Another form of population control is when imperial powers remove or attempt to remove peoples and original inhabitants who occupy coveted land and resources.  

"...the federal government and, it seems fair to say, most Americans endorsed or acquiesced in the practice of Indian extermination and removal... Later generations along the moving western frontier maintained the proposition laid down by these early Americans--savages would have to go, treaties or no treaties." —Michael H. Hunt, Ideology and U.S. Foreign Policy,1987

(See also the documentary LIFE AND DEBT)

Taken to its broadest definition, population control can also be the imposition of structural adjustment programs.

Even in British Columbia, Canada (described by its government as being "the best place on earth") there were 6065 welfare recipients who died in the first 18 months of BC provincial welfare cuts that started in July 2002. (Andrew MacLeod, Monday Magazine, Aug. 2005)

What else could you call the gap between public health goals and punitive welfare policies but a form of bureaucratic population control?


"Sterilization of indigenous women an act of genocide, new book says... [Karen Stote] documents 580 sterilizations of indigenous women that took place at federal hospitals between 1971 and 1974" CBC News, Aug. 2015 regarding An Act of Genocide, Colonialism and the Sterilization of Aboriginal Women by Karen Stote

"During the 1970s many Native women went into the hospital to have children and came out with tubal ligations or hysterectomies." —Kim Anderson, Strong Women Stories: Native Vision and Community Survival, 2003 anthology

"As of 1982, fifteen percent of white women had been sterilized, compared with twenty-four percent of African-American women, thirty-five percent of Puerto Rican women, and forty-two percent of Native American women. (28) In the early 1970's, an estimated 100,000 to 150,000 low-income individuals were annually subjected to sterilization under federally funded programs." —Michael Sullivan DeFine, A History of Governmentally Coerced Sterilization: The Plight of the Native American Woman, University of Maine School of Law, 1997

"In some cases [Brazil], women are asked to present certification of tubal ligation as a prerequisite to employment." —Bill Hinchberger, Corporate Sterilization, Multinational Monitor, November, 1991

"Human rights groups cite evidence that unilingual Indians are being targeted by government sterilization brigades in several [Mexican] states..." — Linda Diebel, Toronto Star, Latin America Bureau, March 26, 2000

In Canada, Aboriginal peoples have also had another kind of population control used against them. Starting in the 1800's Aboriginal children were forcibly taken from their families and placed in residential schools. This continued in the 1960s in what was known as the 'Sixties Scoop'.

"For the first time in Canada, provincial social workers were exercising the jurisdiction given to them by the federal government to go into Indian homes on and off reserve and make judgements about what constituted proper care, according to non-native, middle-class values. ...Poverty was the only reason many children were apprehended from otherwise caring aboriginal homes." —Suzanne Fournier and Ernie Crey, Stolen From Our Embrace; The Abduction of First Nations Children and the Restoration of Aboriginal Communities, 1997

This trend continues:

"In British Columbia, nearly 8,200 children are in care of the province. Over half are Aboriginal. But it gets worse. Over 5,000 Aboriginal children are in care of the province of Alberta. They represent nearly 70 per cent of kids. The number grows to 5,600 Aboriginal children in Saskatchewan or 83 per cent of all kids in care. But it’s Manitoba that has the highest numbers. More than 10,000 Aboriginal children, 87 per cent, are under the care of the province." -- APTN National News, Nov.18, 2014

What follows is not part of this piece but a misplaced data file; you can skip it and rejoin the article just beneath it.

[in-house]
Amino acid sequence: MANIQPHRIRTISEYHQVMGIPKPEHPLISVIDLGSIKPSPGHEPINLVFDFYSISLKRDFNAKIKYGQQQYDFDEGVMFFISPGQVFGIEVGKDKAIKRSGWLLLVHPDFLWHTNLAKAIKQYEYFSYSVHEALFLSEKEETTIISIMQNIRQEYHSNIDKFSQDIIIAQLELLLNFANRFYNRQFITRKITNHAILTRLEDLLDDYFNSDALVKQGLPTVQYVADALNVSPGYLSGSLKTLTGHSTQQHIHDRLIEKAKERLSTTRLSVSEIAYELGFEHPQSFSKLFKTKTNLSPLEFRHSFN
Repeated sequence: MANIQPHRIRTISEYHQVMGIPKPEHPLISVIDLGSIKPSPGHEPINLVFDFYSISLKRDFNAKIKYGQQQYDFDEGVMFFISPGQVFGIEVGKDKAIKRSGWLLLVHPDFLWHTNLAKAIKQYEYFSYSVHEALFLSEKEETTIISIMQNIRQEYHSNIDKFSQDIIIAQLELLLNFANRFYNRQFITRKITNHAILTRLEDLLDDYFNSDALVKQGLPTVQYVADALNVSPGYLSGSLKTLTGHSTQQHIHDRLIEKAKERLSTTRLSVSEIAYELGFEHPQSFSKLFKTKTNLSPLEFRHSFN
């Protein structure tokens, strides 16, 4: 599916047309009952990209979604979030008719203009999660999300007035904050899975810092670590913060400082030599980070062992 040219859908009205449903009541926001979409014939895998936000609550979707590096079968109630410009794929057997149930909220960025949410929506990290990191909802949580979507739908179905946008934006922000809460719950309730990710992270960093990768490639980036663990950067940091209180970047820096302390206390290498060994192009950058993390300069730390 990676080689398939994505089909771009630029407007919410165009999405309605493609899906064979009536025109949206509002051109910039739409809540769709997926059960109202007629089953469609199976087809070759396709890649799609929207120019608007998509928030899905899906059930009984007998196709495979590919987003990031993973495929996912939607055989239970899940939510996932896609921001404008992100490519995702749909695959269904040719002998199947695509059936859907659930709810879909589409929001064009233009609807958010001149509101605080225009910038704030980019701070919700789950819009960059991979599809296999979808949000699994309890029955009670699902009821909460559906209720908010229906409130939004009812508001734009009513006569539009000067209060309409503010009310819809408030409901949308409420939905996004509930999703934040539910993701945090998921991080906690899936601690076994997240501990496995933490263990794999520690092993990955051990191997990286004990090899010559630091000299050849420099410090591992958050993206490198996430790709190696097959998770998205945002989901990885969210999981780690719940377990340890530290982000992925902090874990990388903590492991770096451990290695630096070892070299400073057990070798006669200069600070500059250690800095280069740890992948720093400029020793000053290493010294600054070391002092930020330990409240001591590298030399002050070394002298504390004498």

Policies of elimination and/or subjugation of indigenous peoples around the world is well documented for anyone who cares to look.


Overpopulation alarmism creates a perception that human population growth is an uncontrollable tidal wave of humanity bursting forth from monstrous baby-making machines with no off-switch.

"Lederer leaves out of his absurd picture [women as fertility mad reproducers] a few realistic details, such as the fact that women have always waged a fierce struggle against unwanted pregnancies."
Mary Daly, Gyn/Ecology, 1978

Women around the world have long had the knowledge and desire to control their own fertility.

"Birth control in the form of traditional medicines was also in use prior to interference from the dominant Euro-Western culture."
—Kim Anderson, Strong Women Stories: Native Vision and Community Survival, anthology, 2003

"peasants [in Europe] too regularly practiced family planning... in rural households, herbal medicines, post-partum taboos and extended nursing allowed women to space births..." Maria Sophia Quine, Population Politics in twentieth Century Europe, 1996

Historically women were the ones with the knowledge and insight to gauge whether there was enough 'nurture' in themselves, their family, their society, and their environment sufficient to bring a new human being into the world.


Overpopulation alarmism is very dramatic. It also plays into the sentiment that "hell is other people". But before we go for the bloody drama, apocalyptic endings, and cathartic dreams of annihilating 'other people', why don't we try something boring first? Implementing a universal guaranteed income is boring. However, boring economics is better than bloody economics, and boring economics paradoxically creates maximum opportunity for fun, full and healthy lives and a livable world.

GLI and Population Part 1

GLI and Population Part 2


Thanks to @itsmotherswork and the friendly @antihuman_c (even though we disagree on a few things) and several others who sent me their thoughts on this topic.


The Economist on falling fertility rates

IEET on Depopulation Time Bomb

Related articles by C.A. L'Hirondelle

C.A. L'Hirondelle has been researching and writing about guaranteed livable income from a grassroots perspective since 1998.

*Along with guaranteed livable income (GLI), other terms for this policy include:
basic income guarantee, basic income grant, citizen's income, citizen's basic income,
minimum income guarantee, national dividend, citizen's dividend, guaranteed annual income, LIFE grants (Livable Income For Everyone), Participation Income, and Buckminster Fuller's Lifetime Fellowship. See Intro.